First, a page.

When developing software, it's often nice to get some quantitative metrics back to demonstrate how things are going, and to get warm, fuzzy feelings about how one's pet project is growing. The problem is, it's not easy to quantitatively assess software development. On a professional software project you might have planned features and estimated efforts, with expended effort logged and forecasts made; on a free software project it's generally not done quite so formally.
One obvious and easy metric is the pure code size, either in bytes or lines of source code. This has also obvious disadvantages too - focusing on this just leads to sprawling, duplicated code which is less maintainable than equivalent code with fewer lines. Do you want to encourage efficient, reused, compact code or do you want to penalize it as being "not as good" as an unmaintainable mess? You also have the problem that an "if" statement could be written on one line or expanded out to four - is this then four times as valuable? Is that what you want to incentivize?
Then you have complications - do blank lines count as lines of code? Do comments? What about text files? xml files? properties files? Does perl code count the same as C or COBOL?
So given the apparent weakness of using SLOC (Source Lines Of Code) as a metric, is it still useful? I think it depends. It's clearly not useful for comparing very different projects, like a C++ desktop application with a PHP administration tool. It's not useful for calculating development costs, because the raw numbers are far too arbitrary and the results open to gaming. It's not useful if you're using it as the only metric to be judged. But I think it can still be useful.
There's a tool called "SLOCCount" which does nothing else except count the lines of code, and it appears to be popular and useful (it's in several linux packages, and it's used by OpenHub for their statistics). But I'd like to outline what I like about it and what I don't like.
Converting the code into real US Dollars is obviously very appealing, but meaningless. Comparing two completely incomparable projects becomes very straightforward and precise, but completely meaningless.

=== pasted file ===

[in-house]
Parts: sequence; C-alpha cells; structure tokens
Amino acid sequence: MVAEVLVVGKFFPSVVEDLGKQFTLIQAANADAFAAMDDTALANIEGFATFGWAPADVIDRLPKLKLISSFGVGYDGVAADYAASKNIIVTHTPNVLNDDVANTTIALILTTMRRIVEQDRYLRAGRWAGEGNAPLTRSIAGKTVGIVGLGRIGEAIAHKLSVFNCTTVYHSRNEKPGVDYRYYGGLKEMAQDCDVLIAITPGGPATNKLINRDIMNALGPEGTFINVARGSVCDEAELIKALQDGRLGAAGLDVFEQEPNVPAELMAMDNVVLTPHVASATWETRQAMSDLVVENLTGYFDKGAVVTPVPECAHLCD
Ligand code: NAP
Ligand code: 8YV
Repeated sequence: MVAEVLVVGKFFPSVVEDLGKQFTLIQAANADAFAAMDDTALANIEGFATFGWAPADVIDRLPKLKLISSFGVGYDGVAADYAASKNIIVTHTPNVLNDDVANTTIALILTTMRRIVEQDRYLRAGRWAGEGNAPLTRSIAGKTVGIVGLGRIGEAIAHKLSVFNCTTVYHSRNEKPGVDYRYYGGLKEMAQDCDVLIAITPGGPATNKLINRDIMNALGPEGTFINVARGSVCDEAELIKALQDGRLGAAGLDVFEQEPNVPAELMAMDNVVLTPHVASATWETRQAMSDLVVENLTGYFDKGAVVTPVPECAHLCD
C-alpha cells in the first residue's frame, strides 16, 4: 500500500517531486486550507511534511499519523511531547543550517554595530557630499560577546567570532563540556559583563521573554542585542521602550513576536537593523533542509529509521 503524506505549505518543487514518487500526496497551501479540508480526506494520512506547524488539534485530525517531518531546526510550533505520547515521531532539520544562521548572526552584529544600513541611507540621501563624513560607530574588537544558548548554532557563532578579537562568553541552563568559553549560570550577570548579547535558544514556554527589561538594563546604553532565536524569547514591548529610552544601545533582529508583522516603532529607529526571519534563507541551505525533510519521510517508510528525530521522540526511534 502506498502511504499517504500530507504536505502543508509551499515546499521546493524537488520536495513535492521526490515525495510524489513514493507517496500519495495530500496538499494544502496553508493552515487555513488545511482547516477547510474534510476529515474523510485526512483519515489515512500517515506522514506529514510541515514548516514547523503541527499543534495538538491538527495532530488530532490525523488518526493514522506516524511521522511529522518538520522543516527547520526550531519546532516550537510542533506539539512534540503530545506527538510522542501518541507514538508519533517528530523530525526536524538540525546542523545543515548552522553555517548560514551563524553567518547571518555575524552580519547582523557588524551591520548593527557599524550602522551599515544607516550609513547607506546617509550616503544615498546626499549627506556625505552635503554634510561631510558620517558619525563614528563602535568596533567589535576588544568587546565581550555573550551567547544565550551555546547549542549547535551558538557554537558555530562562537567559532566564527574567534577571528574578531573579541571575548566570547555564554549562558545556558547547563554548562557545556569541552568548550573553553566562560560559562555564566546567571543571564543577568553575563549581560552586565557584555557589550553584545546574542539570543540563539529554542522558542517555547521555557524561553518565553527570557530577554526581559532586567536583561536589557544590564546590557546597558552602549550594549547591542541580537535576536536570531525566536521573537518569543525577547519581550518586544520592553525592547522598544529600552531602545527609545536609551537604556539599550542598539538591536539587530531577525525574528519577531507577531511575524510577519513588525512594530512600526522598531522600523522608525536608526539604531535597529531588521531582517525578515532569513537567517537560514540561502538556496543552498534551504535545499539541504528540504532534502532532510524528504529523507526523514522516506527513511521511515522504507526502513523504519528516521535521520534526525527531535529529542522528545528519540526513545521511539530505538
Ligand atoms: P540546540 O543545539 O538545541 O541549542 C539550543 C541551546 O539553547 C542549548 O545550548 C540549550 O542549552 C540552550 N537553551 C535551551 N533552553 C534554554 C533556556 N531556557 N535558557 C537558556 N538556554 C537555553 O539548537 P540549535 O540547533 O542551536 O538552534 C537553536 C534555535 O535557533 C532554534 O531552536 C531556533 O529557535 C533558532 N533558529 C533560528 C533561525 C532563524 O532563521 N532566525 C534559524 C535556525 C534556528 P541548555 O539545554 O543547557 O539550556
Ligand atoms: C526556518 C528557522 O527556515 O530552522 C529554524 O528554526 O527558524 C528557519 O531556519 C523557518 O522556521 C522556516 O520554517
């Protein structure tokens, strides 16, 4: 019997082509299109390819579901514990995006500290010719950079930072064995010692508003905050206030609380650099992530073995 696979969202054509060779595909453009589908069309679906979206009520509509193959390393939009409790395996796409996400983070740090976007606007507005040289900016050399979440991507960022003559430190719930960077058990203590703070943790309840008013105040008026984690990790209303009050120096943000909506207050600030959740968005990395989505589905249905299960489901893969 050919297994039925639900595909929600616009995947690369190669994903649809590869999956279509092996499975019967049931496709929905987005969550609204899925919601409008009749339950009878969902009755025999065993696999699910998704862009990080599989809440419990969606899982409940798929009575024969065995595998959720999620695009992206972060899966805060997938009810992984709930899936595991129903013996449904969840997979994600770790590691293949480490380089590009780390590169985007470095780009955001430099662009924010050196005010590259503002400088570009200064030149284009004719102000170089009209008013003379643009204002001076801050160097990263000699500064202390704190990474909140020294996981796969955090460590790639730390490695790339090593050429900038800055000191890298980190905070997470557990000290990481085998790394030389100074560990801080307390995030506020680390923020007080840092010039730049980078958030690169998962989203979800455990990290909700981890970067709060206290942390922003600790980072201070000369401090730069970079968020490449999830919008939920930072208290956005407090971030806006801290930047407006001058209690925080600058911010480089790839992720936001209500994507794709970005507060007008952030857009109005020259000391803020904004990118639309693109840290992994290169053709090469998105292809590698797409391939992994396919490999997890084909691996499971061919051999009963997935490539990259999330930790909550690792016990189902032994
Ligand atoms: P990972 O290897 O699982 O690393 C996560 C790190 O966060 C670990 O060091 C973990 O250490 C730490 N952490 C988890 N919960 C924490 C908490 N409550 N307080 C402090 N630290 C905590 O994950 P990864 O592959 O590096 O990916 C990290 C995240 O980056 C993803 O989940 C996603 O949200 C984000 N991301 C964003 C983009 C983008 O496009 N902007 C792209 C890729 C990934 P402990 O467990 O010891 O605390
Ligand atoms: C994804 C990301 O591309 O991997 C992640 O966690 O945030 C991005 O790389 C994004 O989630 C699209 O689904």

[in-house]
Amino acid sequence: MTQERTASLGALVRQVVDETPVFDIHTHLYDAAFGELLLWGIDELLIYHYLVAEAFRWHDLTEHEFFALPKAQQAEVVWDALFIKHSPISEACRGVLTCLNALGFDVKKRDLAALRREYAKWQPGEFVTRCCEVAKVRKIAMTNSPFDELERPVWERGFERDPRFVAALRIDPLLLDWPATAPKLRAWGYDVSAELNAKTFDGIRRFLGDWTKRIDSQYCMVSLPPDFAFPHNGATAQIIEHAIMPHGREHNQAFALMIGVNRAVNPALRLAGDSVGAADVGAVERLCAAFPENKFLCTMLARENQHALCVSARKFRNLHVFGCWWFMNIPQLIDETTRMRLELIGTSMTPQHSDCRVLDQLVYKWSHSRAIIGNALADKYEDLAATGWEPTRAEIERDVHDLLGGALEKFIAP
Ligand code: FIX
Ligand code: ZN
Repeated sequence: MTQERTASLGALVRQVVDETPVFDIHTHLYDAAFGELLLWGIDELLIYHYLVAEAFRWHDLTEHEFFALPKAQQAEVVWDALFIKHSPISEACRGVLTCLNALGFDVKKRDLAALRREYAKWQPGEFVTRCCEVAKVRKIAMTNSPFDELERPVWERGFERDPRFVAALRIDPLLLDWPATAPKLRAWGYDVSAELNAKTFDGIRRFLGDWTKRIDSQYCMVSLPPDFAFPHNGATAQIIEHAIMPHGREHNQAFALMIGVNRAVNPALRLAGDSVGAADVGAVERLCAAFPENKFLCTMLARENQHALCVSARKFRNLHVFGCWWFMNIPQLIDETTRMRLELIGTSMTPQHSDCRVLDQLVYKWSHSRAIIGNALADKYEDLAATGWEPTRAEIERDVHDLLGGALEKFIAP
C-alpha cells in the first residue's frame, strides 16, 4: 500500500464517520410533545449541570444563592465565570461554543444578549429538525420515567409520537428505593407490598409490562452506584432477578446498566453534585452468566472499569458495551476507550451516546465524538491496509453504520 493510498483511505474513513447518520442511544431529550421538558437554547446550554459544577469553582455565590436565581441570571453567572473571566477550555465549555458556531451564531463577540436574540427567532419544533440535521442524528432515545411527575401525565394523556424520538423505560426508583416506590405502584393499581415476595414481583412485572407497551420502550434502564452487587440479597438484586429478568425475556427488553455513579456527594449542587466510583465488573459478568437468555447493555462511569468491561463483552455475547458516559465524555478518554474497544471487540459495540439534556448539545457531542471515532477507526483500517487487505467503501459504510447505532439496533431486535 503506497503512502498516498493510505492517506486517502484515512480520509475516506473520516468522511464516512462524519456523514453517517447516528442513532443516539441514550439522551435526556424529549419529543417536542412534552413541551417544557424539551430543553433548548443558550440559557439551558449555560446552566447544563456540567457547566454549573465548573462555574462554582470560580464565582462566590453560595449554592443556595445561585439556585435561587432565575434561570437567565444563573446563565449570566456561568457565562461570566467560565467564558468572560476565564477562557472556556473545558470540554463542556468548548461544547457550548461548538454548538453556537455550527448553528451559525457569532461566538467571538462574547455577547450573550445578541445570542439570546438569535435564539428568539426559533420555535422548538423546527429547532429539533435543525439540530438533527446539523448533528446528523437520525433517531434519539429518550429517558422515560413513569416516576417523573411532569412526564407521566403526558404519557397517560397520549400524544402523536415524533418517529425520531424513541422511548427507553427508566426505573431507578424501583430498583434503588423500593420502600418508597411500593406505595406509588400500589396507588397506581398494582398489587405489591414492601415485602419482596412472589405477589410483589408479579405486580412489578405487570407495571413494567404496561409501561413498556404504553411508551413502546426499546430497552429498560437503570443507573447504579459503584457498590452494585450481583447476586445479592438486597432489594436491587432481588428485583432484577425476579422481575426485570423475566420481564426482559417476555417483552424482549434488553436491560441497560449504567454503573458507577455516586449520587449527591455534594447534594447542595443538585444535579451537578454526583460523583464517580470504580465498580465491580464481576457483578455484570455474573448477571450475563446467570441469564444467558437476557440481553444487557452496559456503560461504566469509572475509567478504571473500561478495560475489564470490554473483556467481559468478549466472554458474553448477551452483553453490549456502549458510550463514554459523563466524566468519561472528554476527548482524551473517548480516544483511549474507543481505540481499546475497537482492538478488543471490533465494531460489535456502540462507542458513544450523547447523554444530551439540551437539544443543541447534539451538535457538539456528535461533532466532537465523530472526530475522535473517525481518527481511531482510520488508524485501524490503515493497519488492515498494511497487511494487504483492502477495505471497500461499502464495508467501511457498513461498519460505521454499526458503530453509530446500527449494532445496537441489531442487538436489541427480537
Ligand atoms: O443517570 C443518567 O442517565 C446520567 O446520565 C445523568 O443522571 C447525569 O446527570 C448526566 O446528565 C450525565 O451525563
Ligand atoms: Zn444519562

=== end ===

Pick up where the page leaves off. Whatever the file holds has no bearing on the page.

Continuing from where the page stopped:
What is perhaps more important is tracking the output of a tool like this over time. Not necessarily to strive towards an ever-bloating codebase, but just to monitor how the codebase develops as the work goes in. Are there bursts of growth when new features are added? Are there sudden shrinks when refactoring occurs and functionality gets simplified? Are there periods when huge files are split into smaller, more manageable ones? Are there periods when growth is stagnated and focus goes towards testing, bugfixing, or diverted to other projects? Does growth flatten off as the project gets mature, and if so, how long does that take?
What might also be nice, is to use not just the number of lines of code here, but also another measure of the quality and tidiness of the code. For many languages it might be possible to run a tool like "lint" over the code as well, and count the issues found. Then you could chart both the growth and the quality improvements over time. Maybe there are periods when the code grows without taking notice of the lint warnings, and maybe there are times when there's a concentrated effort to tidy up the code (without writing more) and reduce the issue count.